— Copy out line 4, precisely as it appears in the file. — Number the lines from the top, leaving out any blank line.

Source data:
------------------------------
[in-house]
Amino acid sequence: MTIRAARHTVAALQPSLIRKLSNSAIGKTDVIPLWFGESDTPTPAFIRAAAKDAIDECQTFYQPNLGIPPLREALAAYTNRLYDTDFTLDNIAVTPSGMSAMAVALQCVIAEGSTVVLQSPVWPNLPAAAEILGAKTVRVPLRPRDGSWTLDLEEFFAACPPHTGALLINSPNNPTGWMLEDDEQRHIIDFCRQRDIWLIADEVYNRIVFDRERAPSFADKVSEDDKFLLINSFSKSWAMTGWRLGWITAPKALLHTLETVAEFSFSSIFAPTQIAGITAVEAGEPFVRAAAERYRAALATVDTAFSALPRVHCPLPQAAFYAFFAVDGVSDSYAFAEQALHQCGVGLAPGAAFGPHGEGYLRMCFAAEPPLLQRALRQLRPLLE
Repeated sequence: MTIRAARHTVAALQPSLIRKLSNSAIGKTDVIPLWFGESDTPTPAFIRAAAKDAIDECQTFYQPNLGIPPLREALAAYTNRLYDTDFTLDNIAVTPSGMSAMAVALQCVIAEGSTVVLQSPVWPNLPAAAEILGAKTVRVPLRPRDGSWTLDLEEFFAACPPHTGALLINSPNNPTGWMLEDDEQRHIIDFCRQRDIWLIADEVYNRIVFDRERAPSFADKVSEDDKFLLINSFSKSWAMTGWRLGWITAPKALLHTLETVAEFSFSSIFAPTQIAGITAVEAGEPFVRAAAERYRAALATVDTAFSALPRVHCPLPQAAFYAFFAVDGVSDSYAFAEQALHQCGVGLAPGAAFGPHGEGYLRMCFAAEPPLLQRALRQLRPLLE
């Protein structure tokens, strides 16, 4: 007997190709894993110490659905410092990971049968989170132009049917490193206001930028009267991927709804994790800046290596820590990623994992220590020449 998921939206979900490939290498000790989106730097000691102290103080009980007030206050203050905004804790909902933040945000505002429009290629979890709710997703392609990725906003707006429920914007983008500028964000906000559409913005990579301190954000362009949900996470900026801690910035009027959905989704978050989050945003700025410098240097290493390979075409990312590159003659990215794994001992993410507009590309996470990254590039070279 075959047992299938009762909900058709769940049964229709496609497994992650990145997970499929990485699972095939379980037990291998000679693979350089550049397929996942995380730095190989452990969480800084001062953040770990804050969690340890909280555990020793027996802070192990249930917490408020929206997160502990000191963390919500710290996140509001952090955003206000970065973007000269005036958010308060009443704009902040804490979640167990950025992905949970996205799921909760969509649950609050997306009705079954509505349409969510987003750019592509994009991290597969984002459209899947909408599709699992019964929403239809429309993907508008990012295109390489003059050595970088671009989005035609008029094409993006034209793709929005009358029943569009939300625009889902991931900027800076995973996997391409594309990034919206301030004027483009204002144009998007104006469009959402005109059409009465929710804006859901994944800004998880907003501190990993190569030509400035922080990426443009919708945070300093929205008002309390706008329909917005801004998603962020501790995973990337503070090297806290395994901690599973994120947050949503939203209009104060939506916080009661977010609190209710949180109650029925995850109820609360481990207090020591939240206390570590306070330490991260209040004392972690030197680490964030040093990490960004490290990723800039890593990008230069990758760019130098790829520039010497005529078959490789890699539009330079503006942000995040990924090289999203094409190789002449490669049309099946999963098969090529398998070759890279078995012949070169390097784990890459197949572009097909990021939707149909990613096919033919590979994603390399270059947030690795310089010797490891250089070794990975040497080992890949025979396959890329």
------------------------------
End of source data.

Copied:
């Protein structure tokens, strides 16, 4: 007997190709894993110490659905410092990971049968989170132009049917490193206001930028009267991927709804994790800046290596820590990623994992220590020449 998921939206979900490939290498000790989106730097000691102290103080009980007030206050203050905004804790909902933040945000505002429009290629979890709710997703392609990725906003707006429920914007983008500028964000906000559409913005990579301190954000362009949900996470900026801690910035009027959905989704978050989050945003700025410098240097290493390979075409990312590159003659990215794994001992993410507009590309996470990254590039070279 075959047992299938009762909900058709769940049964229709496609497994992650990145997970499929990485699972095939379980037990291998000679693979350089550049397929996942995380730095190989452990969480800084001062953040770990804050969690340890909280555990020793027996802070192990249930917490408020929206997160502990000191963390919500710290996140509001952090955003206000970065973007000269005036958010308060009443704009902040804490979640167990950025992905949970996205799921909760969509649950609050997306009705079954509505349409969510987003750019592509994009991290597969984002459209899947909408599709699992019964929403239809429309993907508008990012295109390489003059050595970088671009989005035609008029094409993006034209793709929005009358029943569009939300625009889902991931900027800076995973996997391409594309990034919206301030004027483009204002144009998007104006469009959402005109059409009465929710804006859901994944800004998880907003501190990993190569030509400035922080990426443009919708945070300093929205008002309390706008329909917005801004998603962020501790995973990337503070090297806290395994901690599973994120947050949503939203209009104060939506916080009661977010609190209710949180109650029925995850109820609360481990207090020591939240206390570590306070330490991260209040004392972690030197680490964030040093990490960004490290990723800039890593990008230069990758760019130098790829520039010497005529078959490789890699539009330079503006942000995040990924090289999203094409190789002449490669049309099946999963098969090529398998070759890279078995012949070169390097784990890459197949572009097909990021939707149909990613096919033919590979994603390399270059947030690795310089010797490891250089070794990975040497080992890949025979396959890329």